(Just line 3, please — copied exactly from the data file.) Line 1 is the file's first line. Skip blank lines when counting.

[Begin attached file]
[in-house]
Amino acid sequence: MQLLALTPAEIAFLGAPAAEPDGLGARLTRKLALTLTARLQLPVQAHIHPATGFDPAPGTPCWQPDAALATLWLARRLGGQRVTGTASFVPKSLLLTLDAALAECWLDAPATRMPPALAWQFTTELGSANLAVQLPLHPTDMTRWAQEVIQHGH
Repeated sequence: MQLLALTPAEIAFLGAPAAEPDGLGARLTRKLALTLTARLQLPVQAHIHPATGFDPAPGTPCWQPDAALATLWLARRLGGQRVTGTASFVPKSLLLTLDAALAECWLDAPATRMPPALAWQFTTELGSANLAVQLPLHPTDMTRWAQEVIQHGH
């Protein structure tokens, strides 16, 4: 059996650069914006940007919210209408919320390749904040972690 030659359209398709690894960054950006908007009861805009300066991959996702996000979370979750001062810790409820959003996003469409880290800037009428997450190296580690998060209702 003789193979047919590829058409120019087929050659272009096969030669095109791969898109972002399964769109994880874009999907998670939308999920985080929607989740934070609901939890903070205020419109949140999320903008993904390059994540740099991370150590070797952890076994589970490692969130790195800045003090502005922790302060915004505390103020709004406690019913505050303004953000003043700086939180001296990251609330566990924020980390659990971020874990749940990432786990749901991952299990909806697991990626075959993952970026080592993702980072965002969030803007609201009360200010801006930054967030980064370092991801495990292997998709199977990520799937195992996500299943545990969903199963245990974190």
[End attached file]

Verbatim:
Repeated sequence: MQLLALTPAEIAFLGAPAAEPDGLGARLTRKLALTLTARLQLPVQAHIHPATGFDPAPGTPCWQPDAALATLWLARRLGGQRVTGTASFVPKSLLLTLDAALAECWLDAPATRMPPALAWQFTTELGSANLAVQLPLHPTDMTRWAQEVIQHGH